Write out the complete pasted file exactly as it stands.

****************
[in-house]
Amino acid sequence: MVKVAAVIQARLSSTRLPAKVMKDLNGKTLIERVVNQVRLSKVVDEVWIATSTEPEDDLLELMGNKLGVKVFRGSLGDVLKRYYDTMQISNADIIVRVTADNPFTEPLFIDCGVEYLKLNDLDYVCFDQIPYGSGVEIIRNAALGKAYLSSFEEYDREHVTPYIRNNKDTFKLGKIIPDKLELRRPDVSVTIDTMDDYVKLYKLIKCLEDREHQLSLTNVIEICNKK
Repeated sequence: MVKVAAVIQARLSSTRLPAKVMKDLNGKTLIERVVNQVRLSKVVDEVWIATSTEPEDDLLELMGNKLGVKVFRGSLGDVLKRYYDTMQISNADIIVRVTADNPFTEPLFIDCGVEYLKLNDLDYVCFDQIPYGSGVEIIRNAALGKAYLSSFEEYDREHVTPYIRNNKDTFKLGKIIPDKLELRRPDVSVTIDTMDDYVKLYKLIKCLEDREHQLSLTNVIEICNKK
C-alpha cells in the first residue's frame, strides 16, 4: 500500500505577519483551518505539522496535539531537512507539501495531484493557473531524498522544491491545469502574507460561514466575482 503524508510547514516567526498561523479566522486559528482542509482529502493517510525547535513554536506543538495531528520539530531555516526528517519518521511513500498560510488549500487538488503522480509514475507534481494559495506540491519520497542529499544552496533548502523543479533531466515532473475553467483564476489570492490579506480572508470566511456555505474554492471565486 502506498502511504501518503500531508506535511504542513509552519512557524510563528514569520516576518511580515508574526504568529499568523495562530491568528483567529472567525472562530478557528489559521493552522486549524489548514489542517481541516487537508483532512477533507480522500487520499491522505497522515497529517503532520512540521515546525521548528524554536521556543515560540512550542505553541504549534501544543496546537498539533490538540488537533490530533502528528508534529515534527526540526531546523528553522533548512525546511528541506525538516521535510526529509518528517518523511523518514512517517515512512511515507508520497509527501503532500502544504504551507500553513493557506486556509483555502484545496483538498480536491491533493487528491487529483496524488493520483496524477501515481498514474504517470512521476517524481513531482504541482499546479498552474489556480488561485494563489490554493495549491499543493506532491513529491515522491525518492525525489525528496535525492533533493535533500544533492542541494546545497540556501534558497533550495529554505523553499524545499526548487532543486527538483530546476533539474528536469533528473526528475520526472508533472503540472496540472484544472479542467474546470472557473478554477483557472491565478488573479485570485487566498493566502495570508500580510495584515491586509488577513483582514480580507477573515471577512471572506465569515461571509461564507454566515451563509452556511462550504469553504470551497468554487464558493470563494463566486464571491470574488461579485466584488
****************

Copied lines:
[in-house]
Amino acid sequence: MVKVAAVIQARLSSTRLPAKVMKDLNGKTLIERVVNQVRLSKVVDEVWIATSTEPEDDLLELMGNKLGVKVFRGSLGDVLKRYYDTMQISNADIIVRVTADNPFTEPLFIDCGVEYLKLNDLDYVCFDQIPYGSGVEIIRNAALGKAYLSSFEEYDREHVTPYIRNNKDTFKLGKIIPDKLELRRPDVSVTIDTMDDYVKLYKLIKCLEDREHQLSLTNVIEICNKK
Repeated sequence: MVKVAAVIQARLSSTRLPAKVMKDLNGKTLIERVVNQVRLSKVVDEVWIATSTEPEDDLLELMGNKLGVKVFRGSLGDVLKRYYDTMQISNADIIVRVTADNPFTEPLFIDCGVEYLKLNDLDYVCFDQIPYGSGVEIIRNAALGKAYLSSFEEYDREHVTPYIRNNKDTFKLGKIIPDKLELRRPDVSVTIDTMDDYVKLYKLIKCLEDREHQLSLTNVIEICNKK
C-alpha cells in the first residue's frame, strides 16, 4: 500500500505577519483551518505539522496535539531537512507539501495531484493557473531524498522544491491545469502574507460561514466575482 503524508510547514516567526498561523479566522486559528482542509482529502493517510525547535513554536506543538495531528520539530531555516526528517519518521511513500498560510488549500487538488503522480509514475507534481494559495506540491519520497542529499544552496533548502523543479533531466515532473475553467483564476489570492490579506480572508470566511456555505474554492471565486 502506498502511504501518503500531508506535511504542513509552519512557524510563528514569520516576518511580515508574526504568529499568523495562530491568528483567529472567525472562530478557528489559521493552522486549524489548514489542517481541516487537508483532512477533507480522500487520499491522505497522515497529517503532520512540521515546525521548528524554536521556543515560540512550542505553541504549534501544543496546537498539533490538540488537533490530533502528528508534529515534527526540526531546523528553522533548512525546511528541506525538516521535510526529509518528517518523511523518514512517517515512512511515507508520497509527501503532500502544504504551507500553513493557506486556509483555502484545496483538498480536491491533493487528491487529483496524488493520483496524477501515481498514474504517470512521476517524481513531482504541482499546479498552474489556480488561485494563489490554493495549491499543493506532491513529491515522491525518492525525489525528496535525492533533493535533500544533492542541494546545497540556501534558497533550495529554505523553499524545499526548487532543486527538483530546476533539474528536469533528473526528475520526472508533472503540472496540472484544472479542467474546470472557473478554477483557472491565478488573479485570485487566498493566502495570508500580510495584515491586509488577513483582514480580507477573515471577512471572506465569515461571509461564507454566515451563509452556511462550504469553504470551497468554487464558493470563494463566486464571491470574488461579485466584488